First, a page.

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gut-wrenching suspense
science fiction
a mind-bending science fiction stunner

Mind Over Matter

Marketing minefield

September 1, 2015

Tags: marketing, caution, Fletcher Hanks

When I was a kid, one of the Kentucky State Fair sideshow exhibits was called “The Pygmy King and the Deadly Serpents.” The poster outside the tent … well, you can imagine. It was probably done by the same Fletcher Hanks-esque artist (look him up; you’ll be stunned at his story) who did most (more…)

Hanging out with Davey jones

August 27, 2015

Tags: cruise, vacation, seasickness

First cruise my wife and I were ever on was a fourteen-day Caribbean extravaganza on a monster ship, all paid for by my former company. Great fun was had by everyone until the tenth night out when we caught the back end of a hurricane.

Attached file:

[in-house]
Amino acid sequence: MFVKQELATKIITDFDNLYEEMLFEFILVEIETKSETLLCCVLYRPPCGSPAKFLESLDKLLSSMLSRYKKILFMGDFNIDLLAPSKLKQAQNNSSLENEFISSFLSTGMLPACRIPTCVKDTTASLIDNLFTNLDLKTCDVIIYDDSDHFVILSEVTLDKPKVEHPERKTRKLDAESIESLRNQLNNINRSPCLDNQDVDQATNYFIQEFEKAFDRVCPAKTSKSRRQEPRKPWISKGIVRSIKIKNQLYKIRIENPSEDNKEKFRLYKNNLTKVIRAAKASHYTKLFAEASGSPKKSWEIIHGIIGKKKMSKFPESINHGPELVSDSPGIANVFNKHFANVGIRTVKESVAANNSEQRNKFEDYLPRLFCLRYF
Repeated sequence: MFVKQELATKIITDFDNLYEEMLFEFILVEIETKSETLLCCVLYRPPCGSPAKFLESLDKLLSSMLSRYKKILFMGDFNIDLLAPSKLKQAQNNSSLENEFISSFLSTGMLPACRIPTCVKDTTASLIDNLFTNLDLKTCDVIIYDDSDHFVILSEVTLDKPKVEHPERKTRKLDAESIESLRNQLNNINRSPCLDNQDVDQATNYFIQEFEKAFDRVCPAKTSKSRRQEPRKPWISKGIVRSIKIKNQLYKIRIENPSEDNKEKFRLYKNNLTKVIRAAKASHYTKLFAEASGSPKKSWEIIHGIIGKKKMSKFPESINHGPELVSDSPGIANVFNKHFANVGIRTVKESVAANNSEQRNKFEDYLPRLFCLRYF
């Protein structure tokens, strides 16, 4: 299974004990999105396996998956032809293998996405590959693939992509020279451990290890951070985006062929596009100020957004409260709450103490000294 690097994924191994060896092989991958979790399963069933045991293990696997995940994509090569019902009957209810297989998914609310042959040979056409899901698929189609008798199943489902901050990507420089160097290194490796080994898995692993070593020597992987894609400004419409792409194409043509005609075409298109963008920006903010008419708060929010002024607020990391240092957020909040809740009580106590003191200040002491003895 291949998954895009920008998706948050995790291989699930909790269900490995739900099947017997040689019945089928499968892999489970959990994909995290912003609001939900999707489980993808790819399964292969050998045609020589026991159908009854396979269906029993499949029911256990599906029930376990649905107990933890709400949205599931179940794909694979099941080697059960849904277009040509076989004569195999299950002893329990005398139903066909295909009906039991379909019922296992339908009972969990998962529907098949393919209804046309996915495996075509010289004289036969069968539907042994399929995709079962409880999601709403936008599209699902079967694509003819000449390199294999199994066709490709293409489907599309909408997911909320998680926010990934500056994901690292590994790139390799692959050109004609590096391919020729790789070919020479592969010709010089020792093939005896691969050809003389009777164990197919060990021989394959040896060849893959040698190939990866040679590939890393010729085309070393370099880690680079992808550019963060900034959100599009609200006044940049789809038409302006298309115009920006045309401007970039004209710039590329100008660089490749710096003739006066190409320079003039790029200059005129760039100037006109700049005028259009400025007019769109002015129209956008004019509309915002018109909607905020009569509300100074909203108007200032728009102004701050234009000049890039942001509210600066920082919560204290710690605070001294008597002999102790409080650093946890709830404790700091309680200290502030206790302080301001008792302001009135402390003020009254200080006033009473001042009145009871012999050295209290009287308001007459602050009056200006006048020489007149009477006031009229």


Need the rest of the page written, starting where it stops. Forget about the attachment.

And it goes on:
The next twenty-four hours were interesting; you know you’re in a bad blow when you see the crew heeling around and calling for Ralph. At the height of the fun–when I concluded we were going to break in half and plummet toward the sea floor–I didn’t know whether to make my way to the bar and meet my end buzzed to the gills, or read Poe’s "MS Found in a Bottle" with my chin up and go out like a man.

Neither, it turned out, and after Neptune got over his hissy fit the rest of the voyage was as terrific as the first.

Okra: Nature's Snot Locker

August 27, 2015

Tags: vegetables, summer

Years ago when we lived in the sticks we grew our own veggies, including okra. While admittedly it's an acquired taste (the slime inside will eventually cook out), if you let the pods get no bigger than the first joint of your thumb they can add a tasty texture to soups and stews.